Besides temperature effects, the increase in enzymatic activities during the dry phase could be also caused by methodological limitations with analyzing dry phase samples (Pohlon et al. 2013). Adding the artificial substrate to the sample simulates rewetting, which potentially breaks the polymeric matrix of the biofilm and can release enzymes otherwise bound in the biofilm (Pohlon et al. 2013). Therefore, dry phase samples could yield higher values for enzymatic activities than wet phase samples (Pohlon et al. 2013). In addition, studies have found enzymatic activities from stream sediments to be higher in undisturbed sediment cores than in sediment slurries (Marxsen and Fiebig 1993). However, despite noting these methodological difficulties, we argue that our approach appeared robust and that our results were at least reasonably consistent among experimental replicates of different flumes and sampling times.

Microbial respiration did not only increase in the flumes that experienced drought during mid-summer, but also in the reference flume. This indicates strong seasonal effects that superimpose the effects of drought during this period. Respiration is stimulated by temperature (Koch et al. 2007) and the highest values of respiration occurred in mid-summer (July and August), independent of whether flumes were dry or not. However, early (4d- and 8d- flumes) and late summer (90d-flume) samplings showed significantly higher respiration rates in the flumes that experienced drought than in the reference flume. This could be explained by the increased portion of viable prokaryotic cells in the flumes that experienced drought compared to the reference and the potential mobilization and/or leaching of dissolved organic matter due to rewetting, as was observed by other studies (Bernal et al. 2013; von Schiller et al. 2011; Shumilova et al. 2019). Other studies show that large respiration pulses after rewetting lead to higher CO2 emissions from intermittent streams and therefore can largely affect ecosystem functioning (Marcé et al. 2019; von Schiller et al. 2019, 2014). From our results, we conclude that drought may stimulate microbial activities after flow resumption as long as no-flow conditions are moderate and the community remains mainly intact. However, during summer increasing temperatures in the sediments may overlay the effects of drought for respiration and bacterial viability.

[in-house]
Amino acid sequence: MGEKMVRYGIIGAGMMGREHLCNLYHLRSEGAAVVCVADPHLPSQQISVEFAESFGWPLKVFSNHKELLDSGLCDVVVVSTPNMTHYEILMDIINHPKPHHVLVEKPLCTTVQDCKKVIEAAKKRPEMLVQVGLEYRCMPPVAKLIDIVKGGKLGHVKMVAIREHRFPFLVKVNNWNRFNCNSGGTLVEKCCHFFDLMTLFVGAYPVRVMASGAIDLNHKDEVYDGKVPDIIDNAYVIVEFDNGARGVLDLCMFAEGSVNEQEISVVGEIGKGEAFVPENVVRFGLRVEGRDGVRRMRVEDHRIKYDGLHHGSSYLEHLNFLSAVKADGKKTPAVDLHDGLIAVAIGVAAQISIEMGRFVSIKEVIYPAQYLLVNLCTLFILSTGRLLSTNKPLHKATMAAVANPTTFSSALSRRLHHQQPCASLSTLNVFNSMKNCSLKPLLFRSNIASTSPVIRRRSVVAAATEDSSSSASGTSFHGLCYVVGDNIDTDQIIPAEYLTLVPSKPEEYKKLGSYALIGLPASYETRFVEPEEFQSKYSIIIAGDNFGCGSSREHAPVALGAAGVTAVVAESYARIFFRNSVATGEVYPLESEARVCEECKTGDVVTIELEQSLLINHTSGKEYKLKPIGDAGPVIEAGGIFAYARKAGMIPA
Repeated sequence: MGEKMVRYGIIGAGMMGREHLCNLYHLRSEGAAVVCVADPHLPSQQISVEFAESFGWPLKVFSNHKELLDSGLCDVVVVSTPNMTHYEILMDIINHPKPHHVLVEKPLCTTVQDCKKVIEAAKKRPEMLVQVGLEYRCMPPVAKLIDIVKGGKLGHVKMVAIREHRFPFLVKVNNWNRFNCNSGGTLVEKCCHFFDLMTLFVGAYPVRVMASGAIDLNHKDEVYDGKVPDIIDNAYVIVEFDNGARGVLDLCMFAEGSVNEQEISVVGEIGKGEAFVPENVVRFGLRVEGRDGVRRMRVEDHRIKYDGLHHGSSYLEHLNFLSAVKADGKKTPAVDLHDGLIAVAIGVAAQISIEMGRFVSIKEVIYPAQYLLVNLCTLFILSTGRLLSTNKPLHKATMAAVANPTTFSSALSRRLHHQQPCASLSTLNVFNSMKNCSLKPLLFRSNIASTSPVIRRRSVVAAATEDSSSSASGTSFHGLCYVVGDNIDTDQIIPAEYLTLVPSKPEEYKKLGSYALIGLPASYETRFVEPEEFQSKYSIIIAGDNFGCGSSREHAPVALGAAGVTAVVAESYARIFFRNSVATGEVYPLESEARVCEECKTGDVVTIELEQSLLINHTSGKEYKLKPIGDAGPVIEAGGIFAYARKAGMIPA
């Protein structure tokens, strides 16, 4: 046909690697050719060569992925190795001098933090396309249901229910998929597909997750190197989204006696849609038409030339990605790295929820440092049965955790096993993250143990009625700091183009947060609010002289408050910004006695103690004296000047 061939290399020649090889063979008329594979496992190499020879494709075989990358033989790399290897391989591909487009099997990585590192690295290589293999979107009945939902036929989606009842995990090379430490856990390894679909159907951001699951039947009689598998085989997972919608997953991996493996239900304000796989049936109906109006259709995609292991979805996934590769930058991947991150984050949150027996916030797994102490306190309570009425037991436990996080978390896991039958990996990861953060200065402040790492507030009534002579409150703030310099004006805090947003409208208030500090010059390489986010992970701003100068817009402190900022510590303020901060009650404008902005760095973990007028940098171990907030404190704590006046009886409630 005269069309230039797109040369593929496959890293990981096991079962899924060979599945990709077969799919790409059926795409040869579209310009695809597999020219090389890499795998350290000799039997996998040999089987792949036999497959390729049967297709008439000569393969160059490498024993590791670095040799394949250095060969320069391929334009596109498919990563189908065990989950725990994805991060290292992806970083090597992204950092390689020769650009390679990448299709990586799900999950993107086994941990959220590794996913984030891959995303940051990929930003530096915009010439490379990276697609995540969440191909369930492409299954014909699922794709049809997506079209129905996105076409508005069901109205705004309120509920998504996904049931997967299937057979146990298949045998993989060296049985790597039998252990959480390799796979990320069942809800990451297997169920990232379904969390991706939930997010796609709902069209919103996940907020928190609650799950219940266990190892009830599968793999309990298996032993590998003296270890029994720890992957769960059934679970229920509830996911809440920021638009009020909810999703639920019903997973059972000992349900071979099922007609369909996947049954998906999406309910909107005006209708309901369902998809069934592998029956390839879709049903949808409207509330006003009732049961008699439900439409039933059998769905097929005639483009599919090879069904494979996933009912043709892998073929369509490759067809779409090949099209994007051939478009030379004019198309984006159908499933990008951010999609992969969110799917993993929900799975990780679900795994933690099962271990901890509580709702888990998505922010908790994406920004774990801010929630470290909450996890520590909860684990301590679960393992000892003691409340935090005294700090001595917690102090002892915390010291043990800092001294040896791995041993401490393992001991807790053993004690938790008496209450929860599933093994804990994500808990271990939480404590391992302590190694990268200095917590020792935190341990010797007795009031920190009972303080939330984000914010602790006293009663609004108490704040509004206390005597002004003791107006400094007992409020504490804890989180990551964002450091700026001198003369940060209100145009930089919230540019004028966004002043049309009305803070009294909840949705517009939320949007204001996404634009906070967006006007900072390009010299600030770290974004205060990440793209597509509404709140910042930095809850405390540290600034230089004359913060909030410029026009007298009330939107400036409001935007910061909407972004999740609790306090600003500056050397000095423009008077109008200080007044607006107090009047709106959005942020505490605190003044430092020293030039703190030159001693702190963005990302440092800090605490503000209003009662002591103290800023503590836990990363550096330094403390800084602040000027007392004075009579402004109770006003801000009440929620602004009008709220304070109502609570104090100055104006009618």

In conclusion, the high moisture content remaining in the hyporheic zone of the flumes allowed for the sustained microbial functioning during drought, regardless of drought duration. This can be attributed to cooler temperatures in temperate regions (17.2 °C average summer temperature in Lunz in 2019) and shading by riparian forests commonly present in Austria. The high moisture content prevented serious habitat and community changes on a local scale that the biofilm might have undergone during a more severe drought. Therefore, high remaining moisture content could increase the resilience of the microbial biofilm communities against drought events. However, changes in the hyporheic flow regime (flow cessation and resumption) may stimulate microbial processing at moderate drought conditions. This can be explained by the changes in nutrient and organic matter availability, due to the presence/absence of flowing water. Therefore, in regions where moderate drought occurs, more frequent drought events might have a greater impact than long uninterrupted dry periods.

Nevertheless, the role of the hyporheic zone as buffer against drought and the factors determining this buffer capacity, such as sediment characteristics and climatic regions, need to be analyzed in more detail. Further research is also needed, especially in temperate regions, to determine the ecological short- and long-term impacts of future water scarcity on stream ecosystems and develop sustainable management strategies to compensate climate change effects.